Jump to ContentJump to Main Navigation
The Global Limits of Competition Law$
Users without a subscription are not able to see the full content.

D. Daniel Sokol and Ioannis Lianos

Print publication date: 2012

Print ISBN-13: 9780804774901

Published to Stanford Scholarship Online: June 2013

DOI: 10.11126/stanford/9780804774901.001.0001

Show Summary Details
Page of

PRINTED FROM STANFORD SCHOLARSHIP ONLINE (www.stanford.universitypressscholarship.com). (c) Copyright Stanford University Press, 2017. All Rights Reserved. Under the terms of the licence agreement, an individual user may print out a PDF of a single chapter of a monograph in SSO for personal use (for details see http://www.stanford.universitypressscholarship.com/page/privacy-policy).date: 21 April 2018

Competition Law and Consumer Protection Against Unfair Commercial Practices

Competition Law and Consumer Protection Against Unfair Commercial Practices

A More-than-Complementary Relationship?

Chapter:
(p.127) 9 Competition Law and Consumer Protection Against Unfair Commercial Practices
Source:
The Global Limits of Competition Law
Author(s):

Paolisa Nebbia

Publisher:
Stanford University Press
DOI:10.11126/stanford/9780804774901.003.0010

This chapter investigates the various aspects of the relationship between consumer and competition law by reviewing some practical cases, drawn mainly from the experience of the Italian Competition Authority (ICA). These reveal that the correlation between the two sets of rules may be understood as complementary not only in a strict sense—i.e. one tool may be used to tackle conduct that is harmful to consumers but does not fall within the scope of application of the other—but also in a broad sense, i.e. one tool may be used to enhance the effectiveness of the other, even in the presence of significant overlaps between the two. There are good reasons to entrust the enforcement of the two sets of rules to the same authority, or at least to ensure smooth channels of communication between the two.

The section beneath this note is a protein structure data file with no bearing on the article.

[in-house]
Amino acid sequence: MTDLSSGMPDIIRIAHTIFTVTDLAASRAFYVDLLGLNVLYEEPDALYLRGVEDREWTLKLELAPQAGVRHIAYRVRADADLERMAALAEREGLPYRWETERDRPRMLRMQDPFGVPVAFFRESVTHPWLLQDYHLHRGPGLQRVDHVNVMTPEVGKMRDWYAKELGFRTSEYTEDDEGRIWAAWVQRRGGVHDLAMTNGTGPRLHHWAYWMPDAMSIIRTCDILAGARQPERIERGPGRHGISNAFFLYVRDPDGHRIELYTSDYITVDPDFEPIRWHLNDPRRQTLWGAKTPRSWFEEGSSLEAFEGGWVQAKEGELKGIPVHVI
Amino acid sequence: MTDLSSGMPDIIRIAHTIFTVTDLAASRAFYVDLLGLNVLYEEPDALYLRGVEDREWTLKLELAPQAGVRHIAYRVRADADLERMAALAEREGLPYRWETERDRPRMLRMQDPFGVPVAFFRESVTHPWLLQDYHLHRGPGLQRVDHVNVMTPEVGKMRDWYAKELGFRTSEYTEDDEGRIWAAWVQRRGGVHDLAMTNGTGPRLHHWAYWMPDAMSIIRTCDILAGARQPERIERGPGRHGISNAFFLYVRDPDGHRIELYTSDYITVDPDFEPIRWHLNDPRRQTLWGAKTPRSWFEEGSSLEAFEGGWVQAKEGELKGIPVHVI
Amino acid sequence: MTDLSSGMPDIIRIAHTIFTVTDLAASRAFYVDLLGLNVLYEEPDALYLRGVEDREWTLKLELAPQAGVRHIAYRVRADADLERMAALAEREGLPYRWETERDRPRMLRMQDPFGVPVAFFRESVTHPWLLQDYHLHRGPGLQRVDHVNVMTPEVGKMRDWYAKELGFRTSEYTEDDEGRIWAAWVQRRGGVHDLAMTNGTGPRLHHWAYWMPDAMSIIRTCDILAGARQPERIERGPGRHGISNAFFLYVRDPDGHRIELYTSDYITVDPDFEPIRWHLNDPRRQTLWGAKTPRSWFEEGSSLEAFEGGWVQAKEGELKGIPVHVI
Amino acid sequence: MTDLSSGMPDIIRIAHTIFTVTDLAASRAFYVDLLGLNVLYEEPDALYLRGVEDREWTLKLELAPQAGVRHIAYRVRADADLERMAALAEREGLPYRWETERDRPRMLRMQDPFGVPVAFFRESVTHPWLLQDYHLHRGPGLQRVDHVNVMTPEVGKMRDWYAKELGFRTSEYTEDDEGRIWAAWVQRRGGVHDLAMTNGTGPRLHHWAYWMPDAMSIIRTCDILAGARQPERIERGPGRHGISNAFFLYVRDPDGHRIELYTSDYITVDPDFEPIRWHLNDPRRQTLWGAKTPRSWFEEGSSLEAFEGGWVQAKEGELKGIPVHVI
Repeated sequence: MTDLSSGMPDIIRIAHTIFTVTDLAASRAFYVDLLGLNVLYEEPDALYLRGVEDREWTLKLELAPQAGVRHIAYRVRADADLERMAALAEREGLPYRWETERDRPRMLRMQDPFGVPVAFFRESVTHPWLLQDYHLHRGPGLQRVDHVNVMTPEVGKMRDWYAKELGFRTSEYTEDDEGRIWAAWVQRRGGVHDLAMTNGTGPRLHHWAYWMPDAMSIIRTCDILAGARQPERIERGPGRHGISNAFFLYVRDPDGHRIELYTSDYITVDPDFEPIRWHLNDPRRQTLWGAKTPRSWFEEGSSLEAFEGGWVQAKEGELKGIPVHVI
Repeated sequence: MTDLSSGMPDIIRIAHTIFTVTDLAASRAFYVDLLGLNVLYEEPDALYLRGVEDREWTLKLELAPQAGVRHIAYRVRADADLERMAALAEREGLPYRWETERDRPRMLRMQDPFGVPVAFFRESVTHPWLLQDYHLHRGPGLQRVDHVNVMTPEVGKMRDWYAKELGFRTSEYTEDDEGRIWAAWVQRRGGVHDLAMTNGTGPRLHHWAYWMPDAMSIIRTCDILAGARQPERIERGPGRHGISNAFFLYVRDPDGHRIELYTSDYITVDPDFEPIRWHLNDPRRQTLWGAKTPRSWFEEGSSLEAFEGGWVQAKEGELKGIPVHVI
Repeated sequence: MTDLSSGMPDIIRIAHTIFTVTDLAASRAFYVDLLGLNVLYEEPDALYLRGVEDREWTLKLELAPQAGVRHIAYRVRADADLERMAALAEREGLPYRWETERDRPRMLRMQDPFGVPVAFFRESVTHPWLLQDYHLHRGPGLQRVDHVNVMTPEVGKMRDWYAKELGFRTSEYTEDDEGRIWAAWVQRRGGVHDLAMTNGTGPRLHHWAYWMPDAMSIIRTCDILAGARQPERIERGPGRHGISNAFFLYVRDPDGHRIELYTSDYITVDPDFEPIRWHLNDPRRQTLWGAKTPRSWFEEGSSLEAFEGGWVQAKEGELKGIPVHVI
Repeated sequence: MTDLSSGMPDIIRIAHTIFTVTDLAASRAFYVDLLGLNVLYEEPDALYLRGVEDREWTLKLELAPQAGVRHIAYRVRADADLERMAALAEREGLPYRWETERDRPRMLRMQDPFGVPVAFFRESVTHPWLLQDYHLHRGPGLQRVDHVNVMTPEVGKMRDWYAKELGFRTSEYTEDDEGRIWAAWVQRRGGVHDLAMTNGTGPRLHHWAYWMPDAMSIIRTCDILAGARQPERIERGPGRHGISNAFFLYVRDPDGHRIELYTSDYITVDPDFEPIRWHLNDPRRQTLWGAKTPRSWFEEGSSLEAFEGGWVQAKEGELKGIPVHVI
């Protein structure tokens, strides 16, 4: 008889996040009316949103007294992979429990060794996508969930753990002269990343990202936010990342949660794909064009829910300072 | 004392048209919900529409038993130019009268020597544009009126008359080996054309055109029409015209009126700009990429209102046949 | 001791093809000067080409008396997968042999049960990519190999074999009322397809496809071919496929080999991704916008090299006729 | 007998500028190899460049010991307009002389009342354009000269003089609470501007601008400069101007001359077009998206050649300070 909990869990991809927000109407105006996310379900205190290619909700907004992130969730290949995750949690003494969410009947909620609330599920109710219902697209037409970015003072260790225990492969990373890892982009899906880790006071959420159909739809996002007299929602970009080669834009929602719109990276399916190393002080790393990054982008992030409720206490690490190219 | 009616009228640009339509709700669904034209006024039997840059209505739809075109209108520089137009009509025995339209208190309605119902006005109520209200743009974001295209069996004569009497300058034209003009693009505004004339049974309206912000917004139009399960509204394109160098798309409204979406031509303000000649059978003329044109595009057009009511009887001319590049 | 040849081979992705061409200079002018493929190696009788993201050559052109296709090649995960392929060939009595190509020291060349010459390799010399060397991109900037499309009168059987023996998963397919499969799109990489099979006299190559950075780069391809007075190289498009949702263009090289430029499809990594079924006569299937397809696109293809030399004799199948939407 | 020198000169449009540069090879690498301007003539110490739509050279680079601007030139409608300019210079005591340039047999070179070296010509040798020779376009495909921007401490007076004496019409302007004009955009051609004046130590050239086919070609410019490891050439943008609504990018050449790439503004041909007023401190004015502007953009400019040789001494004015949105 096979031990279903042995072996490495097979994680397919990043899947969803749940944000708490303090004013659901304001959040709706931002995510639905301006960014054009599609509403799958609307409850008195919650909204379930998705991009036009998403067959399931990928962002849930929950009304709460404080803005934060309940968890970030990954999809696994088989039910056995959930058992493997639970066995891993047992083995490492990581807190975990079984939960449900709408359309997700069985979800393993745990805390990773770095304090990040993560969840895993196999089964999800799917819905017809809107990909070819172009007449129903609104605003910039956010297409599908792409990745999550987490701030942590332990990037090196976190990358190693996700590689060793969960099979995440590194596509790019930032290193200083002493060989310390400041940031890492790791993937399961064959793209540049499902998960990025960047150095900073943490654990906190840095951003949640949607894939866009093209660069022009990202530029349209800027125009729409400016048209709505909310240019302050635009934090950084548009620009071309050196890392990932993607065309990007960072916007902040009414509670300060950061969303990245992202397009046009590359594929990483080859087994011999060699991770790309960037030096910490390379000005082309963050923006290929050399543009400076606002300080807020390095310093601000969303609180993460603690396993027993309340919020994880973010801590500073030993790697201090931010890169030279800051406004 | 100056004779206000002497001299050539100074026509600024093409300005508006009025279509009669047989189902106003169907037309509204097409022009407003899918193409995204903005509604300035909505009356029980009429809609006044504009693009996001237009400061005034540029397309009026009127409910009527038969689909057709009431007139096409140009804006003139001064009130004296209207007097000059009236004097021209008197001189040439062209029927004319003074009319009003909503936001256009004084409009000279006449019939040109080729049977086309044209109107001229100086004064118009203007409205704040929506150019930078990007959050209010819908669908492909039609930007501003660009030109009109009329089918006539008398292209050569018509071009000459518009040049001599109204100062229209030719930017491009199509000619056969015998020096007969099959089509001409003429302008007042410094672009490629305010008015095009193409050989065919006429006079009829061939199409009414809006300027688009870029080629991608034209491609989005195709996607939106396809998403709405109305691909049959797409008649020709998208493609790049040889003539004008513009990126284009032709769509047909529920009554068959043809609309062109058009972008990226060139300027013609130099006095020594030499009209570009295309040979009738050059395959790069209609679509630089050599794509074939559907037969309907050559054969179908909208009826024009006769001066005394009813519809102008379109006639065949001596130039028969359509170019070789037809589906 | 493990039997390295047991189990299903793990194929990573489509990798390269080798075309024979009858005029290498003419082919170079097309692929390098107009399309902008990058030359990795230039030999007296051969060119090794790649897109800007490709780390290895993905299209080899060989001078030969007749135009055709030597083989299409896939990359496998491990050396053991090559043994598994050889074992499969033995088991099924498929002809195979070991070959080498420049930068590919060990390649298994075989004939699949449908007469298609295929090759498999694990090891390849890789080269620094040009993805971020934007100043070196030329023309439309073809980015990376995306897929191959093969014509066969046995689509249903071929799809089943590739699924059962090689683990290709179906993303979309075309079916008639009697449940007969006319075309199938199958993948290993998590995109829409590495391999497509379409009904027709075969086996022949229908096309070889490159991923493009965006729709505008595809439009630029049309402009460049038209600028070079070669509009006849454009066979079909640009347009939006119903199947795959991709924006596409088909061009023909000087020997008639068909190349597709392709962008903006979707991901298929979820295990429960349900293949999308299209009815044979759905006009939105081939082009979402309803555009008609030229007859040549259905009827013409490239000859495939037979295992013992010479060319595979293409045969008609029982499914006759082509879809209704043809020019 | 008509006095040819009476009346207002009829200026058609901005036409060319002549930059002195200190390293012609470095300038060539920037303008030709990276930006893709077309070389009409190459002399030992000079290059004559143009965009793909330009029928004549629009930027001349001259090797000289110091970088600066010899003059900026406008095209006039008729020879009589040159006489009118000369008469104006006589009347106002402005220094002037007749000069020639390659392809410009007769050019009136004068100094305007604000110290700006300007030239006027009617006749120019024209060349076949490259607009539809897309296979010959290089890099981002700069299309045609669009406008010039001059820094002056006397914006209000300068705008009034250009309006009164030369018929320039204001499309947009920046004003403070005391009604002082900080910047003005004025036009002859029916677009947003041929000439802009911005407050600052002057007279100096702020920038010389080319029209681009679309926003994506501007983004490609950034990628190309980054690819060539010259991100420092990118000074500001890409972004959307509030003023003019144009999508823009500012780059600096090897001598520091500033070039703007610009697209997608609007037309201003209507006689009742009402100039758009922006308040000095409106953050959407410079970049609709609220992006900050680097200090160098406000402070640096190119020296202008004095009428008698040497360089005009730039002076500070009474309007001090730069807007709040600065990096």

Keywords:   consumer law, competition law, Italian Competition Authority

Stanford Scholarship Online requires a subscription or purchase to access the full text of books within the service. Public users can however freely search the site and view the abstracts and keywords for each book and chapter.

Please, subscribe or login to access full text content.

If you think you should have access to this title, please contact your librarian.

To troubleshoot, please check our FAQs , and if you can't find the answer there, please contact us.